US4351161A - Method and apparatus for using solar energy to augment a refrigerant heating and cooling system - Google Patents

Method and apparatus for using solar energy to augment a refrigerant heating and cooling system Download PDF

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US4351161A
US4351161A US06209981 US20998180A US4351161A US 4351161 A US4351161 A US 4351161A US 06209981 US06209981 US 06209981 US 20998180 A US20998180 A US 20998180A US 4351161 A US4351161 A US 4351161A
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heat
collector
refrigerant
water
mass
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US06209981
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Richard D. Jones
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SOLAR ENERGY OF COLORADO INC A CORP OF COLO
SOLAR ENERGY OF COLORADO Inc
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SOLAR ENERGY OF COLORADO Inc
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    • FMECHANICAL ENGINEERING; LIGHTING; HEATING; WEAPONS; BLASTING
    • F25REFRIGERATION OR COOLING; COMBINED HEATING AND REFRIGERATION SYSTEMS; HEAT PUMP SYSTEMS; MANUFACTURE OR STORAGE OF ICE; LIQUEFACTION SOLIDIFICATION OF GASES
    • F25BREFRIGERATION MACHINES, PLANTS OR SYSTEMS; COMBINED HEATING AND REFRIGERATION SYSTEMS; HEAT-PUMP SYSTEMS
    • F25B39/00Evaporators; Condensers
    • F25B39/02Evaporators
    • FMECHANICAL ENGINEERING; LIGHTING; HEATING; WEAPONS; BLASTING
    • F24HEATING; RANGES; VENTILATING
    • F24DDOMESTIC- OR SPACE-HEATING SYSTEMS, e.g. CENTRAL HEATING SYSTEMS; DOMESTIC HOT-WATER SUPPLY SYSTEMS; ELEMENTS OR COMPONENTS THEREFOR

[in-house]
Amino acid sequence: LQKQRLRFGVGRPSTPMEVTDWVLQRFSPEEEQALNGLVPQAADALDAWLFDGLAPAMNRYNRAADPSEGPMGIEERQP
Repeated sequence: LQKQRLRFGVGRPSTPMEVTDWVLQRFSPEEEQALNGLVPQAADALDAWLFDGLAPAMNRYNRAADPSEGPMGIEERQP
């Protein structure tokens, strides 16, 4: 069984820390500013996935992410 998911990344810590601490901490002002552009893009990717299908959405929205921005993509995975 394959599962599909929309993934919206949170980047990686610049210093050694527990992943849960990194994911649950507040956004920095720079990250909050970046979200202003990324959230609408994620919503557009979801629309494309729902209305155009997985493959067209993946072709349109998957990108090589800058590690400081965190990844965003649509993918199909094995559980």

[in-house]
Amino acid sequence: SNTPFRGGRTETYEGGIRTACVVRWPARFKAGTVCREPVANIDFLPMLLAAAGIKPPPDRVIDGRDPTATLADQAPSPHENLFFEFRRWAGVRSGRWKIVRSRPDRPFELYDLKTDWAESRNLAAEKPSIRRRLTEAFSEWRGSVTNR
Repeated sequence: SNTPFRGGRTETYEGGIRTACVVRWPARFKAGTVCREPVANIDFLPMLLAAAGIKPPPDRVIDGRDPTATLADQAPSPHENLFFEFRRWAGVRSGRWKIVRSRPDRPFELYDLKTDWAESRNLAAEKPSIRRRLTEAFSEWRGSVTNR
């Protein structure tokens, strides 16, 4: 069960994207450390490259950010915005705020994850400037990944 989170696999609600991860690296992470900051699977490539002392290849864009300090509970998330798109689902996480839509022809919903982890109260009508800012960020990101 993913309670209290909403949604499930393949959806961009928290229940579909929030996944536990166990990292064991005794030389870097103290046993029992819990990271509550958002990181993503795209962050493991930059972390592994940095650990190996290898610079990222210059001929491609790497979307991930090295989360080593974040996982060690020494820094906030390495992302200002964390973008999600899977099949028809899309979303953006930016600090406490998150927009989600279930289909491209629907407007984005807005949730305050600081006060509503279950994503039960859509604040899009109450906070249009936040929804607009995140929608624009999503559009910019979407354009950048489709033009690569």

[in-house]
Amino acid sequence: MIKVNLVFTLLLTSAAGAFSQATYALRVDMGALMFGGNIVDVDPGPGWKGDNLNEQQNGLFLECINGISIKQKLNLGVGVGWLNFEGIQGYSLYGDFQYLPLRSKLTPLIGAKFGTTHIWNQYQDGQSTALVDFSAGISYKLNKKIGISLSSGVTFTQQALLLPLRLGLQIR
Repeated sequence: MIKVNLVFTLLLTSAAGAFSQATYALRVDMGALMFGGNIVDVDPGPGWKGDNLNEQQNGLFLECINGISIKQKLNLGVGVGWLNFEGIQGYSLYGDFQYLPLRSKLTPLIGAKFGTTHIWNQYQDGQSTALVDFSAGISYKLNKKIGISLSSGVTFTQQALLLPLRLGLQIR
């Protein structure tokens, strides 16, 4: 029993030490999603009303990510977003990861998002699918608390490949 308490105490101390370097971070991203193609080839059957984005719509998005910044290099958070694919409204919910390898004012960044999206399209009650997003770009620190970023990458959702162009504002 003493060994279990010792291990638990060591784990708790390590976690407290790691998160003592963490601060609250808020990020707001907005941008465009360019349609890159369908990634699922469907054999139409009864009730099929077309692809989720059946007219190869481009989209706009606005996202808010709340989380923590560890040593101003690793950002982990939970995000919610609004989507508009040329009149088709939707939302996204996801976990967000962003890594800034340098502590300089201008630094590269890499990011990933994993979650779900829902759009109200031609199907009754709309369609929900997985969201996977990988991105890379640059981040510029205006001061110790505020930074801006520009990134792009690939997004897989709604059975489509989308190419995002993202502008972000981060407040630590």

• F24D11/00Central heating systems using heat accumulated in storage masses
    • F24D11/02Central heating systems using heat accumulated in storage masses using heat pumps using heat-pumps
    • F24D11/0214Central heating systems using heat accumulated in storage masses using heat pumps using heat-pumps water heating system
    • F24D11/0221Central heating systems using heat accumulated in storage masses using heat pumps using heat-pumps water heating system combined with solar energy
    • FMECHANICAL ENGINEERING; LIGHTING; HEATING; WEAPONS; BLASTING
    • F24HEATING; RANGES; VENTILATING
    • F24SSOLAR HEAT COLLECTORS; SOLAR HEAT SYSTEMS
    • F24S10/00Solar heat collectors using working fluids
    • F24S10/30Solar heat collectors using working fluids with means for exchanging heat between two or more working fluids
    • FMECHANICAL ENGINEERING; LIGHTING; HEATING; WEAPONS; BLASTING
    • F24HEATING; RANGES; VENTILATING
    • F24SSOLAR HEAT COLLECTORS; SOLAR HEAT SYSTEMS
    • F24S10/00Solar heat collectors using working fluids
    • F24S10/70Solar heat collectors using working fluids the working fluids being conveyed through tubular absorbing conduits
    • F24S10/75Solar heat collectors using working fluids the working fluids being conveyed through tubular absorbing conduits with enlarged surfaces, e.g. with protrusions or corrugations
    • F24S10/755Solar heat collectors using working fluids the working fluids being conveyed through tubular absorbing conduits with enlarged surfaces, e.g. with protrusions or corrugations the conduits being otherwise bent, e.g. zig-zag
    • FMECHANICAL ENGINEERING; LIGHTING; HEATING; WEAPONS; BLASTING
    • F25REFRIGERATION OR COOLING; COMBINED HEATING AND REFRIGERATION SYSTEMS; HEAT PUMP SYSTEMS; MANUFACTURE OR STORAGE OF ICE; LIQUEFACTION SOLIDIFICATION OF GASES
    • F25BREFRIGERATION MACHINES, PLANTS OR SYSTEMS; COMBINED HEATING AND REFRIGERATION SYSTEMS; HEAT-PUMP SYSTEMS
    • F25B13/00Compression machines, plant or systems with reversible cycle
    • FMECHANICAL ENGINEERING; LIGHTING; HEATING; WEAPONS; BLASTING